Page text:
7 photopic conditions, they don t come down below 3.6 mm the size needed for some multifocal lenses. If you get this measurement before surgery, you find the problem that went unnoticed in this patient, and your patient is happy with the outcome. Considering Angle Kappa Dr. Patterson: Do any of you measure angle kappa? If so, what role does angle kappa play in your decision-making, especially for multifocal IOLs? Dr. Jackson: I presented a retrospective Dr. Tyson: We can argue the benefit-torisk ratios for multifocal lenses, but I think we all agree on the benefits of astigmatic reduction in cataract surgery. If there s a measure of angle kappa, even with the toric implant, there s a degree of induced higherorder aberrations, coma in particular. But when you have a patient sitting in one chair getting multiple measurements, you ll gain a very good understanding of the patient s line of sight relative to his pupil entry, or even to the vertex of the cornea. This goes a long way toward understanding higher-order aberrations that would have gone unmeasured. Dr. Patterson: A recent article1 indicates that 0.32μ of corneal coma is the maximum allowed without complications or the need to explant a multifocal lens. Do you measure corneal coma for multifocal IOL selection? Dr. Jackson: Marc Michelson, MD, conducted a very large study and found that patients with high amounts of coma and high total higher-order aberrations were unhappy after surgery. 3 With the data we need up front, we re able to prevent postoperative surprises for our patients. We can choose the right lens for each patient, whether we re looking at high angle kappa, coma, irregular astigmatism or spherical aberration. We can open up the premium IOL channel in our practices and feel comfortable that we ll be able to provide an excellent outcome because as the lens technology has improved, so has our ability to predict better outcomes and happier patients. Dr. Tyson: I agree. With a real financial crunch, if you re not in the premium IOL channel, your practice won t survive. I ve aligned myself with this technology to be more powerful than the ophthalmologist next door. It finally gives us the comfort level we need to be able to successfully implement premium lenses. REFERENCES 1. A ly MG, Surgeons should consider coma aberrations prior to multifocal IOL surgery. Ocular Surgery News. March 31, Viewed online March 18, J ackson M, Effect of angle kappa on post-refractive surgery IOL selection. XXX Congress of the European Society of Cataract and Refractive Surgeons (ESCRS), Milan, Michelson MA, Myers RA. Corneal Higher Order Aberrations and Visual Dysfunction With Multifocal IOLs. Paper presented at: American Society of Cataract & Refractive Surgery. 2012: Chicago. A s a profession, we re being audited more frequently, particularly for YAG capsulotomies. We need proof that we re performing YAG capsulotomies on legitimate patients. It s nice to have the retroillumination image in the chart to back us up during an audit. study of angle kappa at ESCRS. 2 We looked at a subgroup of patients who were unhappy after receiving multifocal IOL implants with 20/20 outcomes. We checked the ocular surface and osmolarity, noted patients who had YAG laser capsulotomy, and made sure OCT scans were normal. These common problems didn t provide a reason for dissatisfaction. We did find that patients who had an angle kappa greater than 0.4 mm typically had more complaints of waxy vision or night vision issues. As a result, when I see patients preoperatively, one of the first things I evaluate is angle kappa, and I don t use a multifocal lens if it s greater than 0.4 mm. valuating Corneal E Coma Farrell Toby Tyson, MD 7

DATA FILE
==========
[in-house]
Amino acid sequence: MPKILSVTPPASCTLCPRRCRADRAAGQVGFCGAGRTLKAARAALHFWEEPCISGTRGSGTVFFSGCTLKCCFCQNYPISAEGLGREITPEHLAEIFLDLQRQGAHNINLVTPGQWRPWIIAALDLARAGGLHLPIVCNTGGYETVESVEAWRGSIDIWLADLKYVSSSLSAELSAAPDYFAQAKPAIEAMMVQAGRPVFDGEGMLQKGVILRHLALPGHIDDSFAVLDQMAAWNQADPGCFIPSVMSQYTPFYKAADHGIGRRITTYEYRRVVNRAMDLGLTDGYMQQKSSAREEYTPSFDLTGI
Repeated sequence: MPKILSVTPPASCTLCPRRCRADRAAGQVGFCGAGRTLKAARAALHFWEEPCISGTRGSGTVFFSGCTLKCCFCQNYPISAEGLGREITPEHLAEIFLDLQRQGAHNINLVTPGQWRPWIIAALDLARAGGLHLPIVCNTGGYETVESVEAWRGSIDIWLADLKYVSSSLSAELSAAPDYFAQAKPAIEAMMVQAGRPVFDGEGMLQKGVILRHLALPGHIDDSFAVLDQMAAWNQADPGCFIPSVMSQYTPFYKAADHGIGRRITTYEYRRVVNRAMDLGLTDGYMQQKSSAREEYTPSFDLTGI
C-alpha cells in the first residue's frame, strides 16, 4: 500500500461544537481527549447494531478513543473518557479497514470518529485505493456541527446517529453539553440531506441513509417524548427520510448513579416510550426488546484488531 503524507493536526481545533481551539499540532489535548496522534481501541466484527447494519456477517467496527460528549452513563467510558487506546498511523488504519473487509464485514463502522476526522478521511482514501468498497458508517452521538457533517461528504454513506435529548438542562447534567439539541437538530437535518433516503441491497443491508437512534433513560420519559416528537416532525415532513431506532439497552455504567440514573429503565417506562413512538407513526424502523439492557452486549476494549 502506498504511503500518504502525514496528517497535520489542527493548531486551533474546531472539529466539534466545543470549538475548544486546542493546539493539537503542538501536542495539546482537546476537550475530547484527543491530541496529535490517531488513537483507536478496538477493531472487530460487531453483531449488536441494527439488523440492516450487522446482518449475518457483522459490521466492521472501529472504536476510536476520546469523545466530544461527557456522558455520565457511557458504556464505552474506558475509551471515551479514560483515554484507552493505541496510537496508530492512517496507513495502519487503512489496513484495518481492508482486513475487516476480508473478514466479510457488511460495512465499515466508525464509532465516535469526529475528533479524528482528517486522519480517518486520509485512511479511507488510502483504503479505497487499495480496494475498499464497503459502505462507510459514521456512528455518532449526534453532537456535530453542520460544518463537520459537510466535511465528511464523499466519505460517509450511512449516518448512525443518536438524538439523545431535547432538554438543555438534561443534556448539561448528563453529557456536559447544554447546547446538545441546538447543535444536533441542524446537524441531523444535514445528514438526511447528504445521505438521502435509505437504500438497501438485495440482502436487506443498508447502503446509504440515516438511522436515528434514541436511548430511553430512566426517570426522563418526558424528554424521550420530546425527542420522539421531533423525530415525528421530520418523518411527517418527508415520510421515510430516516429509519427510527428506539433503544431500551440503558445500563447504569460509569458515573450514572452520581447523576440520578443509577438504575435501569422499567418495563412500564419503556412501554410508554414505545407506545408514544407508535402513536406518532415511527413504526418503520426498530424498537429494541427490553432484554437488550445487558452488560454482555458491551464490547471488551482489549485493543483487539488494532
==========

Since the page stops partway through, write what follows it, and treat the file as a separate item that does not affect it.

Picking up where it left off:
8 Power Forum 2 Symposium November 15, 2013 Highlights from a live discussion held during the 2013 meeting of the American Academy of Ophthalmology New Orleans, LA. Scan to view the complete video: Power Forum 2 OPD-Scan III TRS-5100 Designed and Manufactured by NIDEK Represented by MARCO